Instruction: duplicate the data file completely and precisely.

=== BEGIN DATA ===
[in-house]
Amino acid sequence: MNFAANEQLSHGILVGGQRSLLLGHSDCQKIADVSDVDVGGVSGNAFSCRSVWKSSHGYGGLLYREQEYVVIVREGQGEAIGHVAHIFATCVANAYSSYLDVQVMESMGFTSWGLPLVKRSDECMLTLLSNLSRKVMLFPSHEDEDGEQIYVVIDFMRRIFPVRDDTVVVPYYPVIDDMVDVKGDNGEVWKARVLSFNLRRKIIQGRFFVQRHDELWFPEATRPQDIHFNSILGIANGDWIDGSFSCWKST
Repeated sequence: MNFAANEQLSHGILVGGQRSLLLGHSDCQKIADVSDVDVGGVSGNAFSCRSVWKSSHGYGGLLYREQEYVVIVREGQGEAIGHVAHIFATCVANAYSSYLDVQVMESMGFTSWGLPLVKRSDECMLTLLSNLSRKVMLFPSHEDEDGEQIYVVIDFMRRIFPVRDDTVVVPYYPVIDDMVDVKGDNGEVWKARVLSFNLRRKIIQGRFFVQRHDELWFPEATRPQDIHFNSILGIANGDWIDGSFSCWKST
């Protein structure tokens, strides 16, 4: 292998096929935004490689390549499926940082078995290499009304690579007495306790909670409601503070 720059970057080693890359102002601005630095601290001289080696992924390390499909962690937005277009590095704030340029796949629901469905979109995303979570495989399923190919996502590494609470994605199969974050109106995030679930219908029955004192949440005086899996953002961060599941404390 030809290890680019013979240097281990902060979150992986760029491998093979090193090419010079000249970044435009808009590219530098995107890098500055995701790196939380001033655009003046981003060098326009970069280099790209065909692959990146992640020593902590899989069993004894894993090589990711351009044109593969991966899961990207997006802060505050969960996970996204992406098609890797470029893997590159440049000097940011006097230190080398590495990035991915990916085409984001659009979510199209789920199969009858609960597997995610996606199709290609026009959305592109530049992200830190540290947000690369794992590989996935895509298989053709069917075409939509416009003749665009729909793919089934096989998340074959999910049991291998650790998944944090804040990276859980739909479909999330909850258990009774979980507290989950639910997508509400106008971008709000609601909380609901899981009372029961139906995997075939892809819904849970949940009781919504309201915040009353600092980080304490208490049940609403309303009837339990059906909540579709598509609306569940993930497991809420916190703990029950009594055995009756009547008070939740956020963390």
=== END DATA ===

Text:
[in-house]
Amino acid sequence: MNFAANEQLSHGILVGGQRSLLLGHSDCQKIADVSDVDVGGVSGNAFSCRSVWKSSHGYGGLLYREQEYVVIVREGQGEAIGHVAHIFATCVANAYSSYLDVQVMESMGFTSWGLPLVKRSDECMLTLLSNLSRKVMLFPSHEDEDGEQIYVVIDFMRRIFPVRDDTVVVPYYPVIDDMVDVKGDNGEVWKARVLSFNLRRKIIQGRFFVQRHDELWFPEATRPQDIHFNSILGIANGDWIDGSFSCWKST
Repeated sequence: MNFAANEQLSHGILVGGQRSLLLGHSDCQKIADVSDVDVGGVSGNAFSCRSVWKSSHGYGGLLYREQEYVVIVREGQGEAIGHVAHIFATCVANAYSSYLDVQVMESMGFTSWGLPLVKRSDECMLTLLSNLSRKVMLFPSHEDEDGEQIYVVIDFMRRIFPVRDDTVVVPYYPVIDDMVDVKGDNGEVWKARVLSFNLRRKIIQGRFFVQRHDELWFPEATRPQDIHFNSILGIANGDWIDGSFSCWKST
């Protein structure tokens, strides 16, 4: 292998096929935004490689390549499926940082078995290499009304690579007495306790909670409601503070 720059970057080693890359102002601005630095601290001289080696992924390390499909962690937005277009590095704030340029796949629901469905979109995303979570495989399923190919996502590494609470994605199969974050109106995030679930219908029955004192949440005086899996953002961060599941404390 030809290890680019013979240097281990902060979150992986760029491998093979090193090419010079000249970044435009808009590219530098995107890098500055995701790196939380001033655009003046981003060098326009970069280099790209065909692959990146992640020593902590899989069993004894894993090589990711351009044109593969991966899961990207997006802060505050969960996970996204992406098609890797470029893997590159440049000097940011006097230190080398590495990035991915990916085409984001659009979510199209789920199969009858609960597997995610996606199709290609026009959305592109530049992200830190540290947000690369794992590989996935895509298989053709069917075409939509416009003749665009729909793919089934096989998340074959999910049991291998650790998944944090804040990276859980739909479909999330909850258990009774979980507290989950639910997508509400106008971008709000609601909380609901899981009372029961139906995997075939892809819904849970949940009781919504309201915040009353600092980080304490208490049940609403309303009837339990059906909540579709598509609306569940993930497991809420916190703990029950009594055995009756009547008070939740956020963390």